Saturday, March 29, 2008

Open Reviews?

The PLoS Computational Biology journal has an editorial about open access biology papers. Most of it is the usual Web 2.0 aspirations: We need more structured data, more semantics, more killer apps taking advantage of it.

Not that I disagree, necessarily, but I've heard it all so often that it's not really registering anymore. Maybe the killer apps will come along, and maybe they won't. Web 2.0 thinking has potential for science publications, but not everything that has potential gets realised.

But towards the end of the article, there was something that caught my attention: Open review.
Certainly rating a paper would seem reasonable when done by the Faculty of 1000 (, but it is not a generally accepted practice. We challenge you to rate this Editorial too. In some ways the reluctance to rate a scientific paper is strange since we suspect the same person may well rate a book on Another option would be to add a Digg or button ( or to incorporate conventional media ranking tools into an academic journal Web site. If one finds an interesting article, one could immediately flag it with these tools.
Now this is interesting, because peer-review is a nearly sacred notion in science. Your paper has not proven merit until it has passed the peer-reviewing process and been published. It basically says, "other scientists thought this was worth reading".

So what happens if the reviewing suddenly become open to all? Well, it essentially become a popularity contest. Digg is a perfect example: The stories that end up on the front page are the ones that a lot of people liked. Very democratic, isn't it? Only it means that today the stories included "Pranks to pull on your Co-workers" and "The 10 Most Mismatched Movie Couples".

Oh, there were plenty of interesting stories as well, but my point is that what's popular is not necessarily what's best. By all means, let people comment and review papers, but make sure we know which reviews come from scientists, and which come from your average schmoe. I know it sounds elitists, but it's not much more elitist than demanding that the person who takes out your appendix have a medical degree.

Friday, March 21, 2008

Some Reading for your Easter Weekend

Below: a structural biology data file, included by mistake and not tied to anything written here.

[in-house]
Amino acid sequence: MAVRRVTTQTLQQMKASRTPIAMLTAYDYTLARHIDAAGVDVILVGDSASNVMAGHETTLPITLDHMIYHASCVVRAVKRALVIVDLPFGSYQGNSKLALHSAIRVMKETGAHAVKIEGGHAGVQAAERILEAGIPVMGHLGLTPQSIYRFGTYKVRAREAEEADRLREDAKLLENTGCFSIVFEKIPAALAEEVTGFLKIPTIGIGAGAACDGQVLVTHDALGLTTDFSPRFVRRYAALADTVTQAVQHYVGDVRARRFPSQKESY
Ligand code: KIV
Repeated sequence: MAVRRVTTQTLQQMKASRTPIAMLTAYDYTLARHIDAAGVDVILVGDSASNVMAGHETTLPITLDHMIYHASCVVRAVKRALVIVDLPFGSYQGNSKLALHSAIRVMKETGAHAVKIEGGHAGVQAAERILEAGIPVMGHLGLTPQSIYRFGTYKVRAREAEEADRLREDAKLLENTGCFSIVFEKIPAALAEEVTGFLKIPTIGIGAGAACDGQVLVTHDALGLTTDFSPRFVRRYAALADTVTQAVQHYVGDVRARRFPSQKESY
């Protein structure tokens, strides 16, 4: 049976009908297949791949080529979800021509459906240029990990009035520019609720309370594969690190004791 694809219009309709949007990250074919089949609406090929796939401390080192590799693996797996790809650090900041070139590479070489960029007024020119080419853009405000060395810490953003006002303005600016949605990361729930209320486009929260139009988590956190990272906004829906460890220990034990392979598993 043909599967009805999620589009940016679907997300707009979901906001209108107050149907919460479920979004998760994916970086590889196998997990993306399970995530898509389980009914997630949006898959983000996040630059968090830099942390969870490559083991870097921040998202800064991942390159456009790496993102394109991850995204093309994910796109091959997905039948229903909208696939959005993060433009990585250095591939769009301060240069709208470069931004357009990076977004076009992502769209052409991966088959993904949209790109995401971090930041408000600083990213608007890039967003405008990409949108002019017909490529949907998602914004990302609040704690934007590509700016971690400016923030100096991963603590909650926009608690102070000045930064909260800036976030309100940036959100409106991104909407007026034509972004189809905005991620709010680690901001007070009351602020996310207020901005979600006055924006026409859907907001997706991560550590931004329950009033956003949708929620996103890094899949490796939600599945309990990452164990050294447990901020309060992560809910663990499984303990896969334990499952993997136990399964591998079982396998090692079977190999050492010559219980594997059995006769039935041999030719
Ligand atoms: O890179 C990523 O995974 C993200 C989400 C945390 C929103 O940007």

I can't seem to find any interesting science stories today. (Maybe everybody's taking an extended weekend off?) So instead, I decided that it was time to round up some of the blogs that I read, but don't cite here so often.


Reading FSP makes me wish that I'd had somebody like her as a lecturer in my undergraduate years, rather than a series of boring white guys. (Not you Dr. S! Nor you Professor W!) She clearly cares about her students and loves her job, always a winning combination. Plus, I find her stories about careless misogyny in academia endlessly fascinating (in a horrifying, hope-I-never-act-like-that way).

Bioinformatics Zen

Not updated very often (kind of like this blog, huh?), but when it is, the articles are always worth reading if you're interested in the nitty-gritty of bioinformatics. Anything related to the field can come up here, whether it's the intricacies of programming, tips on how to get a PhD or humorous characterisations of stereotypical bioinformatics people.

Minor Revisions

This blog is a more recent addition to my reading schedule, but a charming one. Katie gives us a glimpse into the life of a biomedical engineering postgrad, and a very personal glimpse at that. I'm always impressed with people who are willing to share their ups and downs on their blog; it's a (skill? trait? strength?) I don't seem to possess. Katie likes having lots of subscribers to her feed, so go subscribe!

Saturday, March 15, 2008